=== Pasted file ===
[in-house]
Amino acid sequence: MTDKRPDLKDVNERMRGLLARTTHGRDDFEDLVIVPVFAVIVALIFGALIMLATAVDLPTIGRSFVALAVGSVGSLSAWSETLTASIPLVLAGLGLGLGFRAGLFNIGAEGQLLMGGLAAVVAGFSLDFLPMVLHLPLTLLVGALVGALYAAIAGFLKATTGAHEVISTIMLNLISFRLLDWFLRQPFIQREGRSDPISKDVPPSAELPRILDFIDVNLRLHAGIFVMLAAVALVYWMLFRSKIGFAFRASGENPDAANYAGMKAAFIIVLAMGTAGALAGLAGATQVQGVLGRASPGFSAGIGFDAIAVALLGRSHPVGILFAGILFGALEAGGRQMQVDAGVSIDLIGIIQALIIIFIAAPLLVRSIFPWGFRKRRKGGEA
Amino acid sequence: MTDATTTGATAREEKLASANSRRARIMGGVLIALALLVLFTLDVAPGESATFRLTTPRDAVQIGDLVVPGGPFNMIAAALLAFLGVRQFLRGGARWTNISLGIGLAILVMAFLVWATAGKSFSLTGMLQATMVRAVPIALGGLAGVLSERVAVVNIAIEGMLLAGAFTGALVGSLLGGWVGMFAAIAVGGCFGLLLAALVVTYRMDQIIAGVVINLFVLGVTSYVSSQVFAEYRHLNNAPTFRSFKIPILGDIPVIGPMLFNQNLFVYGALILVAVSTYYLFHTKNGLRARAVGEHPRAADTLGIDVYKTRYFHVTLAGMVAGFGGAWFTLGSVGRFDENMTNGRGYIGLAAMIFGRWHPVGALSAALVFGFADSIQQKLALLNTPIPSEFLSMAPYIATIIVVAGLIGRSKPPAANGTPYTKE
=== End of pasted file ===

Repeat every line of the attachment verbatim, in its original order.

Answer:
[in-house]
Amino acid sequence: MTDKRPDLKDVNERMRGLLARTTHGRDDFEDLVIVPVFAVIVALIFGALIMLATAVDLPTIGRSFVALAVGSVGSLSAWSETLTASIPLVLAGLGLGLGFRAGLFNIGAEGQLLMGGLAAVVAGFSLDFLPMVLHLPLTLLVGALVGALYAAIAGFLKATTGAHEVISTIMLNLISFRLLDWFLRQPFIQREGRSDPISKDVPPSAELPRILDFIDVNLRLHAGIFVMLAAVALVYWMLFRSKIGFAFRASGENPDAANYAGMKAAFIIVLAMGTAGALAGLAGATQVQGVLGRASPGFSAGIGFDAIAVALLGRSHPVGILFAGILFGALEAGGRQMQVDAGVSIDLIGIIQALIIIFIAAPLLVRSIFPWGFRKRRKGGEA
Amino acid sequence: MTDATTTGATAREEKLASANSRRARIMGGVLIALALLVLFTLDVAPGESATFRLTTPRDAVQIGDLVVPGGPFNMIAAALLAFLGVRQFLRGGARWTNISLGIGLAILVMAFLVWATAGKSFSLTGMLQATMVRAVPIALGGLAGVLSERVAVVNIAIEGMLLAGAFTGALVGSLLGGWVGMFAAIAVGGCFGLLLAALVVTYRMDQIIAGVVINLFVLGVTSYVSSQVFAEYRHLNNAPTFRSFKIPILGDIPVIGPMLFNQNLFVYGALILVAVSTYYLFHTKNGLRARAVGEHPRAADTLGIDVYKTRYFHVTLAGMVAGFGGAWFTLGSVGRFDENMTNGRGYIGLAAMIFGRWHPVGALSAALVFGFADSIQQKLALLNTPIPSEFLSMAPYIATIIVVAGLIGRSKPPAANGTPYTKE